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    Sadykov V, Mezentseva N, Simonov M, Smal E, Arapova M, Pavlova S, et al. Structured nanocomposite catalysts of biofuels transformation into syngas and hydrogen: design and performance. Int J Hydrogen Energy. 2015;40(24):7511–22.

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    Wang Y, Ren J, Wang Y, Zhang F, Liu X, Guo Y, et al. Nanocasted synthesis of mesoporous LaCoO3 perovskite with extremely high surface area and excellent activity in methane combustion. J Phys Chem C. 2008;112:11510–7.

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    Kungurova OA, Khassin AA, Cherepanova SV, Saraev AA, Kaichev VV, Shterser NV, et al. Alumina supported cobalt catalysts promoted by ruthenium for Fischer–Tropsch synthesis. Appl Catal A. 2017;539:48–58.

    • Crossref
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    Dokuchits EV, Tafilevich AN, Shtertser NV, Minyukova TP. Synthesis of LaCoO3 in mild hydrothermal conditions. J Siberian Fed Univ Chem. 2019;12(2):177–87.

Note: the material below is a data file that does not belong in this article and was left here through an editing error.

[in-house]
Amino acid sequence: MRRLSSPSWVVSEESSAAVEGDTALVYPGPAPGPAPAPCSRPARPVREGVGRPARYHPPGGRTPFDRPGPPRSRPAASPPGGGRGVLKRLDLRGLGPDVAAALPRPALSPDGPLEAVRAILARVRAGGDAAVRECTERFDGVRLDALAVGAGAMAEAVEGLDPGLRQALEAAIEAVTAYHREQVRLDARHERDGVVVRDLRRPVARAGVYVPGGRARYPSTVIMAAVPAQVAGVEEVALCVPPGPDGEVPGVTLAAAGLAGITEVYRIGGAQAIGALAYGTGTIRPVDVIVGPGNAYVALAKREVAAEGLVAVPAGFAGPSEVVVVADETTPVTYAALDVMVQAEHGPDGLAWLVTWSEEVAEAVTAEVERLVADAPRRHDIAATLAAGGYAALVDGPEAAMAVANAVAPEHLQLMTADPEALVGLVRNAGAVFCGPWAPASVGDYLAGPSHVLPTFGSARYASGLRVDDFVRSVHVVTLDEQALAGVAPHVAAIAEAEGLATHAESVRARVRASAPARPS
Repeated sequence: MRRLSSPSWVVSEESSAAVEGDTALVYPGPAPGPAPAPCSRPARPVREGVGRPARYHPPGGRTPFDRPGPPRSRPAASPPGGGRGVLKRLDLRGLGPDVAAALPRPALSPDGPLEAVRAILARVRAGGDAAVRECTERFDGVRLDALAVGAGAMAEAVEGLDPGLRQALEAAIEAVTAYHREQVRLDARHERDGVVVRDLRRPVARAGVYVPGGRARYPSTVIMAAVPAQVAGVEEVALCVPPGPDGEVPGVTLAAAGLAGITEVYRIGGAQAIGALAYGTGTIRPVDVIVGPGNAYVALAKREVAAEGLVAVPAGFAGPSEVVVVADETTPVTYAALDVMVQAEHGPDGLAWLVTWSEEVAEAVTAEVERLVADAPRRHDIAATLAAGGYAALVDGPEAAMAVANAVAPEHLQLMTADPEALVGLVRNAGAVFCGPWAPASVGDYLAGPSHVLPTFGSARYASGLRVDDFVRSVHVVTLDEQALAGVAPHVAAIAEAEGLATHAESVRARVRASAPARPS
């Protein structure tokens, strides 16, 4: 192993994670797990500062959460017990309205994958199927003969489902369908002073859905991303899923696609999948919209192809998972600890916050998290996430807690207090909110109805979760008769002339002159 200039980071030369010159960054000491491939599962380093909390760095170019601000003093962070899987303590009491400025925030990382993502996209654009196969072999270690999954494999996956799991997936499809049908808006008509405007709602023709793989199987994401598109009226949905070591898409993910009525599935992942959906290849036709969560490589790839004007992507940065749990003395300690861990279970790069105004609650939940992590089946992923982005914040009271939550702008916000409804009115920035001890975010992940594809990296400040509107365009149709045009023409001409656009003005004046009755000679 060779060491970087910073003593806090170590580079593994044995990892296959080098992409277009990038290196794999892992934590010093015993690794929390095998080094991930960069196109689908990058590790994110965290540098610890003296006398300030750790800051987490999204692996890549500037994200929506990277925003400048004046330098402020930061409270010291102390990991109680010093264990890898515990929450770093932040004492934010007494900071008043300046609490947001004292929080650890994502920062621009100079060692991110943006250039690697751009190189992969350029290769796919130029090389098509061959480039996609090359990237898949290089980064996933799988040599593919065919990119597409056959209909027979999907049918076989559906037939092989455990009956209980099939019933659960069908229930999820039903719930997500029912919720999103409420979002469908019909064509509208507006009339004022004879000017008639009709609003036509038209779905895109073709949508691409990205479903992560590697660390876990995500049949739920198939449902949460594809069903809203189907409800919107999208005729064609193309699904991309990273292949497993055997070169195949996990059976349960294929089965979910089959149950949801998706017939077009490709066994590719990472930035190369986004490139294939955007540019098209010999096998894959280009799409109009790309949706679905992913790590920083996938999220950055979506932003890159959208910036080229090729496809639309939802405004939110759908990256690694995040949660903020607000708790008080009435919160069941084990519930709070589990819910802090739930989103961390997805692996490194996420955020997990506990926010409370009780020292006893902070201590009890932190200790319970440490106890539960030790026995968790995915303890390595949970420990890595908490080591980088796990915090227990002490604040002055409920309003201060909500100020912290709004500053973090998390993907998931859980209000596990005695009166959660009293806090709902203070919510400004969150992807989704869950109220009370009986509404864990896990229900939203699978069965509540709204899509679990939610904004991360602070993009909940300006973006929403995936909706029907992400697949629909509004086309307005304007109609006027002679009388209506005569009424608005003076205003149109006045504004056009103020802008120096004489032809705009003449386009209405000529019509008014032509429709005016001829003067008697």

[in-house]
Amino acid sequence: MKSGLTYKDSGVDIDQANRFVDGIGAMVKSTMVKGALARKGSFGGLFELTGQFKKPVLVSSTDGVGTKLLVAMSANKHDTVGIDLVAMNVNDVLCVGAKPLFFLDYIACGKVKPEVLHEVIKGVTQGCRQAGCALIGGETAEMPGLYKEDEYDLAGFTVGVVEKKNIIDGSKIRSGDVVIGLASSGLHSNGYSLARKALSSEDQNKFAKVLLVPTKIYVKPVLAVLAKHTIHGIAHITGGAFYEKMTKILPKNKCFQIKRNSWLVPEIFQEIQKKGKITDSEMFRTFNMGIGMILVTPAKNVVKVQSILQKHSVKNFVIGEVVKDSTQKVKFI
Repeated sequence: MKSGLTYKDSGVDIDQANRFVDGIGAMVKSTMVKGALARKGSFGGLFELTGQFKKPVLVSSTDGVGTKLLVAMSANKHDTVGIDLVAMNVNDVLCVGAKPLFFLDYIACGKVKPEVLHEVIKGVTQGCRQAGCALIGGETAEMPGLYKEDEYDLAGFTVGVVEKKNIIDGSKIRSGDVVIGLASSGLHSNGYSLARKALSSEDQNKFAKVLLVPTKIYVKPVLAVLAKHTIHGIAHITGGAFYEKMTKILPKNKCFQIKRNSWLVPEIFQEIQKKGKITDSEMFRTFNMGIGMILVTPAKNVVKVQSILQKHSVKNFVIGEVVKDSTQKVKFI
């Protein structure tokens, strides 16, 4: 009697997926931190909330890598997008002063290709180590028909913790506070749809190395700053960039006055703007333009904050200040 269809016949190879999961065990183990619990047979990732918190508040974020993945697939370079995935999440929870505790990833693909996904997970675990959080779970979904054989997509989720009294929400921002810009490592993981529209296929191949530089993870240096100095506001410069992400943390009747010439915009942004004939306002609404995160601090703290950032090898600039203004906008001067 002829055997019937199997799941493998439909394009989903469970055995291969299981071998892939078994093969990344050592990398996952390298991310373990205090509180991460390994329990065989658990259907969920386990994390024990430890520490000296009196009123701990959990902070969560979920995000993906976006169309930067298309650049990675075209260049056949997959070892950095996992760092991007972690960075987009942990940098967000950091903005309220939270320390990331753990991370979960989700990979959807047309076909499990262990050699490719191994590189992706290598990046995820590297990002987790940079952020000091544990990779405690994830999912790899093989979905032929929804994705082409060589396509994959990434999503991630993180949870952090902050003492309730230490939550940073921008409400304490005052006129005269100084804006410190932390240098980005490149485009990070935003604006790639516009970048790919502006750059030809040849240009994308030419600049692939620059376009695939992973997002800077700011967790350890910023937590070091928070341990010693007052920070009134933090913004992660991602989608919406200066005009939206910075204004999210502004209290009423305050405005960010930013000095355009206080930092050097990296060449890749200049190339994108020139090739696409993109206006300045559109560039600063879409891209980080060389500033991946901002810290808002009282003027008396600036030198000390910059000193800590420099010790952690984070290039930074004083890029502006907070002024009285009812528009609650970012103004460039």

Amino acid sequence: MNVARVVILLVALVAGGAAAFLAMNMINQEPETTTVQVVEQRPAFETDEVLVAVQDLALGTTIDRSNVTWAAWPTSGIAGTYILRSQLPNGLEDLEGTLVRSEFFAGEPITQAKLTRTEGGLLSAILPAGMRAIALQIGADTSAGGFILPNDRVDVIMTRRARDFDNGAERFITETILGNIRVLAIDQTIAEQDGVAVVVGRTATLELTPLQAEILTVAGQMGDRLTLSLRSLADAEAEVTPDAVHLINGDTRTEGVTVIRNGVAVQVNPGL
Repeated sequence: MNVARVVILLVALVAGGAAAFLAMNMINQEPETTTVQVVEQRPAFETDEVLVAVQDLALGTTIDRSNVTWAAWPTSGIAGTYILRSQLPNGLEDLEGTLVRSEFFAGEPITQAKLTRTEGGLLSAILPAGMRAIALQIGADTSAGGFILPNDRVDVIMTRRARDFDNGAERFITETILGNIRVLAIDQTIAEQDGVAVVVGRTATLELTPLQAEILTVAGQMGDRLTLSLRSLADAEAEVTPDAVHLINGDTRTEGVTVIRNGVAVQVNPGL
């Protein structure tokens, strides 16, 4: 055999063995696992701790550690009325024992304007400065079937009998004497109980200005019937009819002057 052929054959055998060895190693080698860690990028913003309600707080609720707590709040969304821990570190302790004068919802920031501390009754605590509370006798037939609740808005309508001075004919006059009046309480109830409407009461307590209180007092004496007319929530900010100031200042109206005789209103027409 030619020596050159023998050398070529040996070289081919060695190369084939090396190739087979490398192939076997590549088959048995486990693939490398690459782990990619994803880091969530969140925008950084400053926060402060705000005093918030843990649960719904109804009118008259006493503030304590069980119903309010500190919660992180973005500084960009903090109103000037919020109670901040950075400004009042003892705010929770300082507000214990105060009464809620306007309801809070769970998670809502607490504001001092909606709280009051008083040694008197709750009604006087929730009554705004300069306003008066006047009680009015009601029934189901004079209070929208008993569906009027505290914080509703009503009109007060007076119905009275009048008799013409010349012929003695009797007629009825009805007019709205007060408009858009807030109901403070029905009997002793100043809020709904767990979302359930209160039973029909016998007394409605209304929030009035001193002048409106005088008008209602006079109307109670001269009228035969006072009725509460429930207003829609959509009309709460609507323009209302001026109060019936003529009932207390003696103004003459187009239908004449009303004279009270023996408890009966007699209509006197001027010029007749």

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    Boyjoo Y, Wang M, Pareek VK, Liu J, Jaroniec M. Synthesis and applications of porous non-silica metal oxide submicrospheres. Chem Soc Rev. 2016;45(21):6013–47.

    • Crossref
    • PubMed
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  • [12]

    Patent RU2538088C1. Published: 2015.01.10.Bull. no. 1.

  • [13]

    Ebrahimzade H, Khayat GR, Schaffie M. Preparation and kinetic modeling of β-Co(OH)2 nanoplates thermal decomposition obtained from spent Li-ion batteries. Adv Powder Technol. 2017;28(10):2779–86.

    • Crossref
    • Export Citation
  • [14]

    El-Shobaky GA, Ahmad AS, Al-Noaimi AN, El-Shobaky HG. Thermal decomposition of basic cobalt and copper carbonates. J Therm Anal Calorim. 1996;46:1801–8.

    • Crossref
    • Export Citation
  • [15]

    Kim SJ, Han WK, Kang SG, Han MS, Cheong YH. Formation of lanthanum hydroxide and oxide via precipitation. Solid State Phenom. 2008;135:23–6.

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    • Export Citation
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    Bakiz B, Guinneton F, Arab M, Benlhachemi A, Gavarria JR. Elaboration, characterization of LaOHCO3, La2O2CO3 and La2O3 phases and their solid interaction with CH4 and CO gases, Moroccan J Condens Matter. 2010;12(1):60–7.